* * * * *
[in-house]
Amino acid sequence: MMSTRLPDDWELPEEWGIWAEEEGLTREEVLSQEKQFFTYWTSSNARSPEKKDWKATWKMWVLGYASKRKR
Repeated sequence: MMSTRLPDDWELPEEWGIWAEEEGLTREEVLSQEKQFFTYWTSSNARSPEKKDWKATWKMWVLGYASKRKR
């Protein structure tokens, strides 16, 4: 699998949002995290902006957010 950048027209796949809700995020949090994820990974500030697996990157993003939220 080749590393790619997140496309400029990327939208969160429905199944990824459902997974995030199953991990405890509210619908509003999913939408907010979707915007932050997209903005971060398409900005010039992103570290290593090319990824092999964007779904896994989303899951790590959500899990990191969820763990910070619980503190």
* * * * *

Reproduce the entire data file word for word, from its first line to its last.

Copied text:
[in-house]
Amino acid sequence: MMSTRLPDDWELPEEWGIWAEEEGLTREEVLSQEKQFFTYWTSSNARSPEKKDWKATWKMWVLGYASKRKR
Repeated sequence: MMSTRLPDDWELPEEWGIWAEEEGLTREEVLSQEKQFFTYWTSSNARSPEKKDWKATWKMWVLGYASKRKR
């Protein structure tokens, strides 16, 4: 699998949002995290902006957010 950048027209796949809700995020949090994820990974500030697996990157993003939220 080749590393790619997140496309400029990327939208969160429905199944990824459902997974995030199953991990405890509210619908509003999913939408907010979707915007932050997209903005971060398409900005010039992103570290290593090319990824092999964007779904896994989303899951790590959500899990990191969820763990910070619980503190």